Cedar Grove, Wisconsin

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Cedar Grove, Wisconsin
Village
Location of Cedar Grove, Wisconsin
Location of Cedar Grove, Wisconsin
Coordinates: 43°34′6″N 87°49′22″W / 43.56833°N 87.82278°W / 43.56833; -87.82278Coordinates: 43°34′6″N 87°49′22″W / 43.56833°N 87.82278°W / 43.56833; -87.82278
Country United States
State Wisconsin
County Sheboygan
Area[1]
 • Total 2.18 sq mi (5.65 km2)
 • Land 2.14 sq mi (5.54 km2)
 • Water 0.04 sq mi (0.10 km2)
Elevation[2] 719 ft (219 m)
Population (2010)[3]
 • Total 2,113
 • Estimate (2012[4]) 2,102
 • Density 987.4/sq mi (381.2/km2)
Time zone Central (CST) (UTC-6)
 • Summer (DST) CDT (UTC-5)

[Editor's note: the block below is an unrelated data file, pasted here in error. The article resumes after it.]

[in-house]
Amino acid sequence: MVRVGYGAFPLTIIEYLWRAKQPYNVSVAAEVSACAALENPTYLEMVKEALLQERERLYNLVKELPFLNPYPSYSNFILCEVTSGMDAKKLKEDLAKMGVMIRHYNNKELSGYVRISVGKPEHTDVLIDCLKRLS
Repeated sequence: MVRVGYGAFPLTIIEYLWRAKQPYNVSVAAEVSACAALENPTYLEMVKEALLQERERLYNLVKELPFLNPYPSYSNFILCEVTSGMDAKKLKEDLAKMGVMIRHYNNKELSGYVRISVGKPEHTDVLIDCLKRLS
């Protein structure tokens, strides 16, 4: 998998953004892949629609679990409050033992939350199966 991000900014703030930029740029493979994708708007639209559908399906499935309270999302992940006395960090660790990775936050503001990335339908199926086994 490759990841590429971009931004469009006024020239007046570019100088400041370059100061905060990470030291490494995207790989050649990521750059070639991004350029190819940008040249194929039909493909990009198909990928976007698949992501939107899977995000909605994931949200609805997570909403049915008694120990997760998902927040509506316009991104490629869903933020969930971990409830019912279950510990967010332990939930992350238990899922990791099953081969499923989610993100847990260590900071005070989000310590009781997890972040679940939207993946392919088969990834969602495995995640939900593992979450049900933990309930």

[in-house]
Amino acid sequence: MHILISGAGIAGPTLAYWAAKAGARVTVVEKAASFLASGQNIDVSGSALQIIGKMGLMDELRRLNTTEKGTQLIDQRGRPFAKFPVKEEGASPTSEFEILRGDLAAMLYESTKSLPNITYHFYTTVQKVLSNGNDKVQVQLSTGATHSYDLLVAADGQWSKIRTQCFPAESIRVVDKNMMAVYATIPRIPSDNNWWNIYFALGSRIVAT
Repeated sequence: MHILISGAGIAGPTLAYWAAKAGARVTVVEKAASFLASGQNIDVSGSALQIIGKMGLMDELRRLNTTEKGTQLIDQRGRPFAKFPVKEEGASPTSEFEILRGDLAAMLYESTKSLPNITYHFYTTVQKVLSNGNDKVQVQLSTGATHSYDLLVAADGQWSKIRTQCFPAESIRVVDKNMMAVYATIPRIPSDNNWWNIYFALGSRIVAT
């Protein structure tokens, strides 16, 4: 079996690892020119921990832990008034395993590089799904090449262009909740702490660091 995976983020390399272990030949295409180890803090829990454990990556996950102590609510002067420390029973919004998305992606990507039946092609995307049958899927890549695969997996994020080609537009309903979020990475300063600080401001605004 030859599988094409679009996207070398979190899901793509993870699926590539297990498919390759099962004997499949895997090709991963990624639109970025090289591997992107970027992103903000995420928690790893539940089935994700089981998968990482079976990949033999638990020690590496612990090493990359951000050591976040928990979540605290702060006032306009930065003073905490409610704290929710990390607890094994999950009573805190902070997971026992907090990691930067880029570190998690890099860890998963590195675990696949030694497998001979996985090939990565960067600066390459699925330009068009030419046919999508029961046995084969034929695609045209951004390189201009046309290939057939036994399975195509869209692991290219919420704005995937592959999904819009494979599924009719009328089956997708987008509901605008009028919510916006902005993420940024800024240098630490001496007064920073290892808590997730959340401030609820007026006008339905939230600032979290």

Area code(s) 920
FIPS code 55-13475[5]
GNIS feature ID 1562844[2]
Website www.cedargrovewi.com

Cedar Grove is a village in Sheboygan County, Wisconsin, United States. The population was 2,113 at the 2010 census. It is included in the Sheboygan, Wisconsin Metropolitan Statistical Area.

History[edit]

A post office called Cedar Grove has been in operation since 1849.[6] The village was named from groves of cedar near the town site.[7]

Geography[edit]

Cedar Grove is located at 43°34′6″N 87°49′22″W / 43.56833°N 87.82278°W / 43.56833; -87.82278 (43.568213, -87.822915).[8]

According to the United States Census Bureau, the village has a total area of 2.18 square miles (5.65 km2), of which, 2.14 square miles (5.54 km2) of it is land and 0.04 square miles (0.10 km2) is water.[1]

Cedar Grove, city EUA.png

Demographics[edit]

Historical population
Census Pop.
1900 327
1910 498 52.3%
1920 654 31.3%
1930 814 24.5%
1940 907 11.4%
1950 1,010 11.4%
1960 1,175 16.3%
1970 1,276 8.6%
1980 1,420 11.3%
1990 1,521 7.1%
2000 1,887 24.1%
2010 2,113 12.0%
Est. 2015 2,112 [9] 0.0%
U.S. Decennial Census[10]

2010 census[edit]